Good evening little dogs of the intertube. We’re back with another community newsletter, recapping the last week of development on Conan Exiles.
On Friday we released a blog post with a list of what you can expect from Conan Exiles at launch. We’ve been following the community’s reactions and while we might not be able to respond to everything we are reading your feedback. We have a vision of what Conan Exiles should be, which might differ from your vision of what Conan Exiles should be, and our job as a developer is to merge the two into a coherent whole. Game development is normally a closed process, but because we opted for Early Access we also had to make sure that the community had a voice. The new combat system is a direct consequence of this interaction that fits in with the Conan vision.
Coming up in the beginning of March we’ll be running compatibility tests to check the game against several different types of hardware configurations to see how the game performs. The purpose of the test is to identify performance bottlenecks and compatibility issues, e.g. problems running the game with a specific type of CPU, GPU or OS version.
As part of optimizing for console we have introduced several tweaks and fixes that improve performance on PS4 and Xbox One. The good news is that several of these optimizations also apply to PC, and are especially useful on lower-end PC configurations. We will be testing these fixes on a wider range of PC hardware configurations than we have access to internally as part of these tests.
We’re still ironing out the kinks in the new combat system. Our goal is still to have it out on Testlive very soon for testing. The current plan is to keep the new combat system on Testlive for a few weeks to get extensive testing and feedback before rolling it out to Live. That way we can also get large scale testing and stress testing of the combat system before launch.
Every Friday, the development team meets up to highlight and talk about what they’ve been working on recently: New content and features, bugs that have been fixed, and things to come down the pipeline. To not make this newsletter overly long we’re only sticking to the highlights. Even if something isn’t explicitly mentioned things are still being worked on “behind the scenes”, and we’ll mention these when they’re relevant.
It’s been a while since we’ve heard from the guys over on the technical side of Conan Exiles, so we figured it would be good to check in and see what they’ve been up to. While the Vanguard works directly on game features, Tech and Tools work on backend features. The Tools subteam are the guys in charge of making sure everything we use to make the game works as intended. They build and maintain our internal tools for source control, build systems and version making, crash report gathering and handling, and smoke tests. Sometimes they also help create systems that are implemented into the game, like the voice chat system.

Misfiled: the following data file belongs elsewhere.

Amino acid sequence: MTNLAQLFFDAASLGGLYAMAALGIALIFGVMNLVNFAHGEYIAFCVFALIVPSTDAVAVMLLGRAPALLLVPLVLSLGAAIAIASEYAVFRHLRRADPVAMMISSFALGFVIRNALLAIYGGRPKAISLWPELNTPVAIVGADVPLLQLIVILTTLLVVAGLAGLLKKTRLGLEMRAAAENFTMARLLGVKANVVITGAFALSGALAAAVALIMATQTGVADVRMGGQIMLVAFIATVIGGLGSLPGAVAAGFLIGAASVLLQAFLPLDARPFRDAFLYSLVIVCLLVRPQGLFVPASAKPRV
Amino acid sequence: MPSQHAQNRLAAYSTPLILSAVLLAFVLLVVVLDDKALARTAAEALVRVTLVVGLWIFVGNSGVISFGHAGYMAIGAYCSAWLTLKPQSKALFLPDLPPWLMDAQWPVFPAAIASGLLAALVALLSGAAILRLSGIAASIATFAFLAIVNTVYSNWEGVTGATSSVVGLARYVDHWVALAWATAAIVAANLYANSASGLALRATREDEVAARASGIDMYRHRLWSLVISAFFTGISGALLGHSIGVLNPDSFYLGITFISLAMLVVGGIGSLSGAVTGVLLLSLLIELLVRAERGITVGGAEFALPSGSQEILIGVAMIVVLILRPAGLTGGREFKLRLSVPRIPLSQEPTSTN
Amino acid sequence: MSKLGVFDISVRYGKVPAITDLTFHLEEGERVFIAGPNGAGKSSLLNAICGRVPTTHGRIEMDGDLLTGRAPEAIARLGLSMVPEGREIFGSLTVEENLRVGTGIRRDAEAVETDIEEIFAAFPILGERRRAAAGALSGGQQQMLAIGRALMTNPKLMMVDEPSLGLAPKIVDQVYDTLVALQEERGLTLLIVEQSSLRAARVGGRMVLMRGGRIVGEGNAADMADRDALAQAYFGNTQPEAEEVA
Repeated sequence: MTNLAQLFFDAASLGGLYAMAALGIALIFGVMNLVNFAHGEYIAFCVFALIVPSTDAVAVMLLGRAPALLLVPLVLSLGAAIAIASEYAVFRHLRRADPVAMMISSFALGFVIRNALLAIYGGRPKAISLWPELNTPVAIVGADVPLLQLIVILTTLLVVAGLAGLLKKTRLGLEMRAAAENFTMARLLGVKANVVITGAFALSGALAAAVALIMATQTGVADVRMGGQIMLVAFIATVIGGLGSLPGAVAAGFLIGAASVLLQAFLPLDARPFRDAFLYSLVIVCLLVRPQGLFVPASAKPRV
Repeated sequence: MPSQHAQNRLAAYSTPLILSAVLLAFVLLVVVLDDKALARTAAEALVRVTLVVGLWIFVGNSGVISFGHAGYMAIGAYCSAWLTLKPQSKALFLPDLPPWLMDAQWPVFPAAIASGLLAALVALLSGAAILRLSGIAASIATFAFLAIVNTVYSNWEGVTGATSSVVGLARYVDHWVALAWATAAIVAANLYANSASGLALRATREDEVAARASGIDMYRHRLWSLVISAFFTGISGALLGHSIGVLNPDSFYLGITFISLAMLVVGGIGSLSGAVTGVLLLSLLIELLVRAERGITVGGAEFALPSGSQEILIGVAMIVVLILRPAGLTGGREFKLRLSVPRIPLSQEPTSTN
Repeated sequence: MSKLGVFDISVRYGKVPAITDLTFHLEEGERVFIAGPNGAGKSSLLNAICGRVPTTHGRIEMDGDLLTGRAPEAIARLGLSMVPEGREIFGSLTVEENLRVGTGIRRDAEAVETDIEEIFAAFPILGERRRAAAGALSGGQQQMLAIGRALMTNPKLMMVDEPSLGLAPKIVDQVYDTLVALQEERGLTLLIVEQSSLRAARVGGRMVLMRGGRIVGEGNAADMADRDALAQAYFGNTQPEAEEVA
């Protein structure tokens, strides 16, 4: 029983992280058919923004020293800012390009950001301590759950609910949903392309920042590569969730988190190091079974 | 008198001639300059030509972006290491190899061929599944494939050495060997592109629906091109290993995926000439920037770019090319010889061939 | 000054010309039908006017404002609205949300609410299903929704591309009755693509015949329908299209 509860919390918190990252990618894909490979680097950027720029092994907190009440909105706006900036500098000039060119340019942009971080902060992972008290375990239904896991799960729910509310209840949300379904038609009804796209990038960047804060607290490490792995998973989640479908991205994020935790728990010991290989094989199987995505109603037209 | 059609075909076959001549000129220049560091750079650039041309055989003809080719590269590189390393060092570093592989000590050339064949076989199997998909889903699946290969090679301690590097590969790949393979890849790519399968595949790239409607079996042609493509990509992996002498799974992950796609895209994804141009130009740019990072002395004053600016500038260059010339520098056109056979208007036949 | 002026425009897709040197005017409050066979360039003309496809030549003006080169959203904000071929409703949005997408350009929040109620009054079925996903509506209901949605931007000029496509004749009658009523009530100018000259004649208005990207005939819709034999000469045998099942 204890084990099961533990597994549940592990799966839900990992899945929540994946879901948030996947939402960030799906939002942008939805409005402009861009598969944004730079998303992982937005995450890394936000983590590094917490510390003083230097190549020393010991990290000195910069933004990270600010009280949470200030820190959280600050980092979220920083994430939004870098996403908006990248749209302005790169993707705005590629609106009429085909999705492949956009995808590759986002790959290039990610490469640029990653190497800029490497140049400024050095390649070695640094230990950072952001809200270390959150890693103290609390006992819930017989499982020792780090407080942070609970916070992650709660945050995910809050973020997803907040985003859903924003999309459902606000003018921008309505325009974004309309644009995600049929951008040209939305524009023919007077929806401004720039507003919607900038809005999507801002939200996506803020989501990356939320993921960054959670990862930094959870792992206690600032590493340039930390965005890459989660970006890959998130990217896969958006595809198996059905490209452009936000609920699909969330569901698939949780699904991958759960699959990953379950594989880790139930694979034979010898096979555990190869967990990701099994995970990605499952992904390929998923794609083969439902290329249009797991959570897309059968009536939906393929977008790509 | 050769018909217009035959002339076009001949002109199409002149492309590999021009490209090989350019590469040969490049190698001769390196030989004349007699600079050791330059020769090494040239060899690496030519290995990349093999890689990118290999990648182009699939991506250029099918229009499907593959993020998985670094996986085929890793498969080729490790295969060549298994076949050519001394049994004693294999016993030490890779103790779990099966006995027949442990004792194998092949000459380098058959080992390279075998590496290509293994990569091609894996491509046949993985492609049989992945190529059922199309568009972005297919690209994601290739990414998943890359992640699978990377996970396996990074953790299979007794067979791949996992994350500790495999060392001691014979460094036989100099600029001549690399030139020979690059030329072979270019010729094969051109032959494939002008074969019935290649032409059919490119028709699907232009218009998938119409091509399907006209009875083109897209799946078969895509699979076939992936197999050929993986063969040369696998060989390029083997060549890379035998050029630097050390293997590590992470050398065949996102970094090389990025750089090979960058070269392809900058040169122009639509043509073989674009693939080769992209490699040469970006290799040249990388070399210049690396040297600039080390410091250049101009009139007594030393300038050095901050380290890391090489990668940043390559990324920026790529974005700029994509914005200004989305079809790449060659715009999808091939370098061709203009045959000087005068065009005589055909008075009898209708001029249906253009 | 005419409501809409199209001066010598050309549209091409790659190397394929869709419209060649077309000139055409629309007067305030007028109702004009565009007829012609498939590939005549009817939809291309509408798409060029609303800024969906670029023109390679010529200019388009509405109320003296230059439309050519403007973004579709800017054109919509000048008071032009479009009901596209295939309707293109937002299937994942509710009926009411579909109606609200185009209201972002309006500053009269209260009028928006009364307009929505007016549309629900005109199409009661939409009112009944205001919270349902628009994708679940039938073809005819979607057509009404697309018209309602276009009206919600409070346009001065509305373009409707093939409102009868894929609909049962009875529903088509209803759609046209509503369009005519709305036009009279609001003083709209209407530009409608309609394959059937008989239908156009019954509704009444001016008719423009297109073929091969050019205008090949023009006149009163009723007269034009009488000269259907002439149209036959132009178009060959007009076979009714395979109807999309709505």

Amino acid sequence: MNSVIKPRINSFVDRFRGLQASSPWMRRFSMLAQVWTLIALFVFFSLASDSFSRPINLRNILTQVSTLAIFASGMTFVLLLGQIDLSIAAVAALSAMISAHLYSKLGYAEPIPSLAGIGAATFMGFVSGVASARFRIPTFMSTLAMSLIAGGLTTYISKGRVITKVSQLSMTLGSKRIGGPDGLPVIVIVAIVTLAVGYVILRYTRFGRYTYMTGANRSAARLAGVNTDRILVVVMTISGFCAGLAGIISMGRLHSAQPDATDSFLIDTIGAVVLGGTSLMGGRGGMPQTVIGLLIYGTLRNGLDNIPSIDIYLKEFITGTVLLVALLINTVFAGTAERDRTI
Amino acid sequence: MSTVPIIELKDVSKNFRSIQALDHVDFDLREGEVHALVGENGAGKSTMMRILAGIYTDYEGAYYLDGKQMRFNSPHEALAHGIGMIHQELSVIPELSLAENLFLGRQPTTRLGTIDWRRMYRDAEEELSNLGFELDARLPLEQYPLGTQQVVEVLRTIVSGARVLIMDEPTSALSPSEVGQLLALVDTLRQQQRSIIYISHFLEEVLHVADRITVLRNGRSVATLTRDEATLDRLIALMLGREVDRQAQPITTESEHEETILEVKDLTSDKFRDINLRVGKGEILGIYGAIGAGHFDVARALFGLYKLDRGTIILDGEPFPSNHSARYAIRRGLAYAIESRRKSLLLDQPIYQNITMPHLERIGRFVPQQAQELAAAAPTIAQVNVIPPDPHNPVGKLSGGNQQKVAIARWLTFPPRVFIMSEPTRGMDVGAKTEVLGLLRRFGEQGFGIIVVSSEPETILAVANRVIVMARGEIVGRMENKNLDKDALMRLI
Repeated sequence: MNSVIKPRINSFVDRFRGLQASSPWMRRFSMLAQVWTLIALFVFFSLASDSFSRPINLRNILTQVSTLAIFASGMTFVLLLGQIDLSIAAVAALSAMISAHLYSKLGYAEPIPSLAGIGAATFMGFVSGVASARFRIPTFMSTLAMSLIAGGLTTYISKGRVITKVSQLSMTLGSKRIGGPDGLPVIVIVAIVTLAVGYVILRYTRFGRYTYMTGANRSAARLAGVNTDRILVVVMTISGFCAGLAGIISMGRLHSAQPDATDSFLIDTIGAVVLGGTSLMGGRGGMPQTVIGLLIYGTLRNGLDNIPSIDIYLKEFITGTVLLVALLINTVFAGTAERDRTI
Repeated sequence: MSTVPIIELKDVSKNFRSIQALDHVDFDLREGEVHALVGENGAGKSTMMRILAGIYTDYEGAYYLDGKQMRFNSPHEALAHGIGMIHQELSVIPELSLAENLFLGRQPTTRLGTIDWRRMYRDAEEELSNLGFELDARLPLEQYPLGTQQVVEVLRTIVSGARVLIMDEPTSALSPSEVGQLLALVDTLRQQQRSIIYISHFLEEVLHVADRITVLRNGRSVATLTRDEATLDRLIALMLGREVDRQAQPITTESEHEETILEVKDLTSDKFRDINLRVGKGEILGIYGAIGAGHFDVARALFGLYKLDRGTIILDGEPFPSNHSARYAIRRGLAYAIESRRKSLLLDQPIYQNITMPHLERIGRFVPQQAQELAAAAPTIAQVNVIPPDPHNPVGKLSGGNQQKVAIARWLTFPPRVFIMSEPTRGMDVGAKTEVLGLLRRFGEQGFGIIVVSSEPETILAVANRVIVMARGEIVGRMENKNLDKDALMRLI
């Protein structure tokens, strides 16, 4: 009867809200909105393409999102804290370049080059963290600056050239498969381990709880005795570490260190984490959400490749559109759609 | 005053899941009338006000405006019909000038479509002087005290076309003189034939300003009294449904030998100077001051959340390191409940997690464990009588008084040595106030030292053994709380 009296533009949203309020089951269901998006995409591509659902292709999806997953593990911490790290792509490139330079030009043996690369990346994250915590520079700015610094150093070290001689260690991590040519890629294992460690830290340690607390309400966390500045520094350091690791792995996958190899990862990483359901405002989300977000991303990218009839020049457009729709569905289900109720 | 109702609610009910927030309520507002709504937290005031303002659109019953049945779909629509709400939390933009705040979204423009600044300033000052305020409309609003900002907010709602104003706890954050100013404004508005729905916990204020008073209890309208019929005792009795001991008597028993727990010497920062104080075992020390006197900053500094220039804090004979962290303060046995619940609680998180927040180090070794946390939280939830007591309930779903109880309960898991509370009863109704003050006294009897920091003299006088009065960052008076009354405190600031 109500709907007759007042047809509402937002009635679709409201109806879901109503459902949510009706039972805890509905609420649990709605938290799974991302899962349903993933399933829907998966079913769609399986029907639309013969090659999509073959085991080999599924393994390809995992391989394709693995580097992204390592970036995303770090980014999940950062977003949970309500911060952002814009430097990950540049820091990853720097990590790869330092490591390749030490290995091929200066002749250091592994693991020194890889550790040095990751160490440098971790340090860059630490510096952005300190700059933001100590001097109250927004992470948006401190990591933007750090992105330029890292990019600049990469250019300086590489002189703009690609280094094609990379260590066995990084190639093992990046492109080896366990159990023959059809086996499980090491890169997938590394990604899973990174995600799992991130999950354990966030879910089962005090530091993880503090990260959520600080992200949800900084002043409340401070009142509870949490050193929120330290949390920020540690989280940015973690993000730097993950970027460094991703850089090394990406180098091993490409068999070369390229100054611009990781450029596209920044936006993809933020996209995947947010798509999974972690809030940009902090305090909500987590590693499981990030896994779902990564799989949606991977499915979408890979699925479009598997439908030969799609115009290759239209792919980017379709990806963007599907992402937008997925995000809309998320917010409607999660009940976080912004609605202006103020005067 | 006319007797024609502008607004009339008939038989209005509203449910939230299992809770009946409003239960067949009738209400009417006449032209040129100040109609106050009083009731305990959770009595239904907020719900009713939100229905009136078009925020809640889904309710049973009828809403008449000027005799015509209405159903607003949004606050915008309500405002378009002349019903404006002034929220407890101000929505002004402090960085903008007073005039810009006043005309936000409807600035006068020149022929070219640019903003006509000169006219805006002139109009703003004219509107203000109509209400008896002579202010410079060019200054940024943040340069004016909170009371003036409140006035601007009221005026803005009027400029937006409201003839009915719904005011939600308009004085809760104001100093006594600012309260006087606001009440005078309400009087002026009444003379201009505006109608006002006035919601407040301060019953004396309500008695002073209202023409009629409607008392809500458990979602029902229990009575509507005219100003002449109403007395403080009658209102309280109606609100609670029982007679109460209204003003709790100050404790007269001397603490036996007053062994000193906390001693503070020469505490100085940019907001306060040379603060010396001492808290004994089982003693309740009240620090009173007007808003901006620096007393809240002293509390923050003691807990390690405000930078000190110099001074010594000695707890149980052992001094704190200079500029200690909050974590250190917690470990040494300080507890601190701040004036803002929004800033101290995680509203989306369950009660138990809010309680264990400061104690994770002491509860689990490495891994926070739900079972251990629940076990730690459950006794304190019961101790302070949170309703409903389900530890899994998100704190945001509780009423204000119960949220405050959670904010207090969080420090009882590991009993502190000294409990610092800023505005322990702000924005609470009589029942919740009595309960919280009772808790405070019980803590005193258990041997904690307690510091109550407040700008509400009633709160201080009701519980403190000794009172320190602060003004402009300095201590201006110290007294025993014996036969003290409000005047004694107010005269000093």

The engine subteam focuses on a wide array of things needed for the game to run properly, such as dedicated server support, client and server optimizations, engine level bug and crash fixes, and a host of other technical stuff going on under the hood. The game’s sand tech, where you’ll leave trails in the desert sand as you walk, comes from the engine subteam. The optimization tests we mentioned earlier are also within the realm of the tech team.
This past week the Tech team has been battling it out with engine optimizations and various certification issues that have popped up when we’re submitting builds to Sony and Microsoft. Definitely valuable work now that we’re moving ever close to leaving Early Access.
The Monster Hunters team was introduced last week as the team in charge of revamping monster and creature NPCs for the new combat system. They’ve been prototyping monster attacks, primarily testing new setups for Shalebacks, crocodiles and hyenas for now, in addition to experimenting with hyper armor. Hyper armor means the creature can’t be staggered when it performs certain attacks, putting an aggressive player in greater danger when engaging a monster.
Our end goal with the creature revamp is making them feel smarter and more dangerous to players. The old combat system was more like an MMORPG than an action game, where a creature would stand in front of you and attack. Under the new paradigm we plan to make creature attacks more varied, with better anticipation time and “tells” so you’ll know what comes next.